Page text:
Illinois courts have consistently refused to impose a general duty to preserve evidence. The Supreme Court has set forth a two-factor test for courts to apply in making the occasional exception to this rule: (1) “relationship” – an agreement, contract, statute, special circumstance or voluntary undertaking is such that a duty should be imposed; and (2) “foreseeability” – a reasonable person in defendant’s position would have foreseen that the particular evidence would be material to a potential lawsuit. This morning, the Illinois Supreme Court turned back an attempt to expand that two-factor test to so great a degree as to virtually impose a general duty to preserve evidence.

The case was Martin v. Keeley & Sons, Inc. Plaintiffs were working on the reconstruction of a bridge. Suddenly, the concrete I-beam supporting the plaintiffs collapsed, and the plaintiffs fell to the creek below and were injured. Immediately following the accident, the Illinois Department of Transportation and the Occupational Safety and Health Administration inspected the site. The day after the accident, the I-beam – still laying in the creek where it fell – was destroyed on the instructions of the plaintiffs’ employer, defendant Keeley.

In the weeks that followed, plaintiffs sued the manufacturer of the I-beam and the designer of the bearing assembly that supported the beam, alleging products liability claims. They also sued Keeley for negligent spoliation of evidence, and the other two defendants counter-claimed against Keeley on the same grounds. The Circuit Court dismissed all the claims against Keeley on summary judgment, but the Appellate Court reversed, finding that a reasonable person in Keeley’s position would have anticipated that the beam was material to a potential civil action.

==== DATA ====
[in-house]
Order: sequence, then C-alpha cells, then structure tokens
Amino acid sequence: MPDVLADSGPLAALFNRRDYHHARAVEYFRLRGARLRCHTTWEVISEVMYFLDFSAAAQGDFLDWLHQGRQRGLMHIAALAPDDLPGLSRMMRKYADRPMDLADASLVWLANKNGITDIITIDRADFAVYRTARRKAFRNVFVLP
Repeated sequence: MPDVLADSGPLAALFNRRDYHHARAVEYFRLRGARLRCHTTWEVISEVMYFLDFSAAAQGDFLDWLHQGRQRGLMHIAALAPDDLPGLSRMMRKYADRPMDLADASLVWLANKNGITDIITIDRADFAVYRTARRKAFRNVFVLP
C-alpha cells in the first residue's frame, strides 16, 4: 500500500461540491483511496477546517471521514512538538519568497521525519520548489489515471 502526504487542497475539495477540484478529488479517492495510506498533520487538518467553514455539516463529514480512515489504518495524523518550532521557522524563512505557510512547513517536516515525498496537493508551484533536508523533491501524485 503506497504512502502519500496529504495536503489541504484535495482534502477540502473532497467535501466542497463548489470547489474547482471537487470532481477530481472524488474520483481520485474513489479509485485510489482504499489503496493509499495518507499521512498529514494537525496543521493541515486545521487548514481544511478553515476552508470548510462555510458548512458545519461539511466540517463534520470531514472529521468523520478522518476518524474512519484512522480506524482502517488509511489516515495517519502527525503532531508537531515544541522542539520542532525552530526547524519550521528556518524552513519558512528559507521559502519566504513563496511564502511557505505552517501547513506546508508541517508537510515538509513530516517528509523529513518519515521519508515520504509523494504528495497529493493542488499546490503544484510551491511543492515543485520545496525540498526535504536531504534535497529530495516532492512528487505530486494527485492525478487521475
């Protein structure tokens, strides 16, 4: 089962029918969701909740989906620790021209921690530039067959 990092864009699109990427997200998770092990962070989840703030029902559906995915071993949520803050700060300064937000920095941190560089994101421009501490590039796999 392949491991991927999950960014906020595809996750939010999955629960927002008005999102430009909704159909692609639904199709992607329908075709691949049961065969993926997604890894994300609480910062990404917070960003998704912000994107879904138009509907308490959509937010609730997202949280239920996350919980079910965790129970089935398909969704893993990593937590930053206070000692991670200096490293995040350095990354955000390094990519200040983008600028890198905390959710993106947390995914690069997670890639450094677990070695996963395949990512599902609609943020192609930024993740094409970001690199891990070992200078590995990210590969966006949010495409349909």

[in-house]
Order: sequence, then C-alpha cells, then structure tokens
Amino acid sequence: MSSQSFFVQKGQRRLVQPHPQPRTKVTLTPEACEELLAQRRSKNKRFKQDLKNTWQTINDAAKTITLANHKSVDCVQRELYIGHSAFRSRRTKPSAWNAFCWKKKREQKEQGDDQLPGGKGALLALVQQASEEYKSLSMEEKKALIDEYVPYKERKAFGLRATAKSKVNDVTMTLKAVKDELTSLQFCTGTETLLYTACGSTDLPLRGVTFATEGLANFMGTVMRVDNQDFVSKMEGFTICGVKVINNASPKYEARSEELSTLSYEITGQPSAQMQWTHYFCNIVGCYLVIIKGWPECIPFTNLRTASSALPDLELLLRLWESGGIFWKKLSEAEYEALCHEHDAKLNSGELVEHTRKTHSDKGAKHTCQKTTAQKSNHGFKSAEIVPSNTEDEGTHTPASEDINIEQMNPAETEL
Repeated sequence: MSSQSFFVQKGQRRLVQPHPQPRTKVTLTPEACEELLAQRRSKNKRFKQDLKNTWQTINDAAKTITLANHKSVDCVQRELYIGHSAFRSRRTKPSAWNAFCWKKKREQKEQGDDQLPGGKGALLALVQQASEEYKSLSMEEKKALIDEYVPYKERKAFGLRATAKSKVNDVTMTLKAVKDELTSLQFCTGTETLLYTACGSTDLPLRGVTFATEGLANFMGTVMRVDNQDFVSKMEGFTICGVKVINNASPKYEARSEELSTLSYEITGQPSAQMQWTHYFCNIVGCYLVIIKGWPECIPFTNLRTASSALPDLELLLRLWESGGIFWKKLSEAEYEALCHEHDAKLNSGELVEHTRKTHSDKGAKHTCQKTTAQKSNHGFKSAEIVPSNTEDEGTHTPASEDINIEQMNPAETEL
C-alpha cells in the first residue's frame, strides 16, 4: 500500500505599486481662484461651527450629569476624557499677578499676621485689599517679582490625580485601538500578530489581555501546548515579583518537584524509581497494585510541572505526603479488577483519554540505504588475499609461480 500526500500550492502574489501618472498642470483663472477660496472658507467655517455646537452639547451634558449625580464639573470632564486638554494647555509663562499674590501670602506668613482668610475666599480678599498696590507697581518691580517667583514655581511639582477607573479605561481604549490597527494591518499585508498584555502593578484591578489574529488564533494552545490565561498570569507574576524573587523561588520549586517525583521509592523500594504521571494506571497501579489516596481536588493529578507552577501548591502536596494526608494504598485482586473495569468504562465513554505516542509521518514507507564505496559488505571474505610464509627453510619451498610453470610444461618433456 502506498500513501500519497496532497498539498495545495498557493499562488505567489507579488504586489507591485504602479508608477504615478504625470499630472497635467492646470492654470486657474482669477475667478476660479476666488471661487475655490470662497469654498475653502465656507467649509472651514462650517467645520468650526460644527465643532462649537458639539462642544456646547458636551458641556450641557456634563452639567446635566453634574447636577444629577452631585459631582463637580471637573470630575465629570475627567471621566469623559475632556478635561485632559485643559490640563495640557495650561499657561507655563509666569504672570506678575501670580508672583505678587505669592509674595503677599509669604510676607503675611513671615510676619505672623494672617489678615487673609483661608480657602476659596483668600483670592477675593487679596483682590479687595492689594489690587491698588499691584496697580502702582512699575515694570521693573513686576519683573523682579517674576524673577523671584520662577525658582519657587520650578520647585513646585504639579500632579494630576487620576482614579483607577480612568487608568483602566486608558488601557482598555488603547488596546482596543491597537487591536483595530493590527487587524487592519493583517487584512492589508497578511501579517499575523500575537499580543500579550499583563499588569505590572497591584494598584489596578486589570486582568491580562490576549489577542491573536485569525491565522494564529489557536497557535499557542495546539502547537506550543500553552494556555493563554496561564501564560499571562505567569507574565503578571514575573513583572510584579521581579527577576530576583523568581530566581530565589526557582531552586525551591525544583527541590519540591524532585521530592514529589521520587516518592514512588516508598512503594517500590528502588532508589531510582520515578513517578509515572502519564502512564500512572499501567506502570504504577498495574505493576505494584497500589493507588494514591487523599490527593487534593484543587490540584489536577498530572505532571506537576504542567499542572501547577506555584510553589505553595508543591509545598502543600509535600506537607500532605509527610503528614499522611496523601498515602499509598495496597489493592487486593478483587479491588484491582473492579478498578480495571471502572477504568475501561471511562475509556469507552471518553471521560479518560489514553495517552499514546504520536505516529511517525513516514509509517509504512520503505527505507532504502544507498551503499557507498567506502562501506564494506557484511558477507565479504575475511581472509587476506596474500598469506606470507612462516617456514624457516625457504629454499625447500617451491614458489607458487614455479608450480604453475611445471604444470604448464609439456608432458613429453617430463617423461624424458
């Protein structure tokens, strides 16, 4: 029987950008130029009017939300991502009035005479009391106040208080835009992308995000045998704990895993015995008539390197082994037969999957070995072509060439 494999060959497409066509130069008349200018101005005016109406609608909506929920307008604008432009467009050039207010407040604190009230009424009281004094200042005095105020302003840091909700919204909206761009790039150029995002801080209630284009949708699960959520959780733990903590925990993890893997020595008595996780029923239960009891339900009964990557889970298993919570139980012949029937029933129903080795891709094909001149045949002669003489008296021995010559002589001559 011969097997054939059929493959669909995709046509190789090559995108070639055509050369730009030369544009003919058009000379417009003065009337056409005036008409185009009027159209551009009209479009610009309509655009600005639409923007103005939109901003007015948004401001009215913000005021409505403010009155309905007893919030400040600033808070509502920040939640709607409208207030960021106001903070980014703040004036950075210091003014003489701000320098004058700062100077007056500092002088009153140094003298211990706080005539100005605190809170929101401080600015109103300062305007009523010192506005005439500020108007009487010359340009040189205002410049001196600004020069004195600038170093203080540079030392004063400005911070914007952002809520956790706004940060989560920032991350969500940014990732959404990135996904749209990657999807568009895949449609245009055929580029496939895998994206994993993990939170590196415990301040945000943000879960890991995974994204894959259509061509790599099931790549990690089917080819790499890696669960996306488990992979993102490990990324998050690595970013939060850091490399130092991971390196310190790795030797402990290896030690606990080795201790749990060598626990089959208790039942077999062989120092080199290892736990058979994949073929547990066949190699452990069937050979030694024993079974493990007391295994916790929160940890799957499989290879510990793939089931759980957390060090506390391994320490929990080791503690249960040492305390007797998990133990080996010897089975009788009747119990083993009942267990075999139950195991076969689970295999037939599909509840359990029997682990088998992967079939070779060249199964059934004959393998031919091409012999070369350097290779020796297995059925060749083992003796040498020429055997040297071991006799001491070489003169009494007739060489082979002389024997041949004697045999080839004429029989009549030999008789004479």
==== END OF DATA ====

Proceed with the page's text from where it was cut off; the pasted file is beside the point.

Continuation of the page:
By a 6-1 vote, the Supreme Court reversed the Appellate Court and affirmed the Circuit Court’s finding of no duty to preserve. According to the majority opinion by Justice Anne M. Burke, the defendant had not voluntarily undertaken to preserve the beam; the beam was not moved from the place where it fell before it was destroyed, and the defendant never attempted to make any tests on it.

Until today, Illinois courts have never specifically defined what sort of “special circumstances” might create a duty to preserve, so the majority considered the matter at some length. The Court rejected the view that mere possession or control of the evidence creates a duty, or that the defendant’s status as plaintiffs’ employer made a difference.  Nor did the Court find any reason to impose a duty to preserve evidence simply on the grounds that the defendant was likely to wind up in litigation as a result of the accident.

Chief Justice Thomas L. Kilbride dissented, concluding that “special circumstances” had indeed been established. The Chief Justice found that given that the plaintiffs were hospitalized at the time the I-beam was destroyed, and the likelihood that litigation would follow, refusing to recognize a duty to preserve might give potential litigants the perverse incentive to destroy evidence before litigation in order to circumvent discovery or escape liability altogether.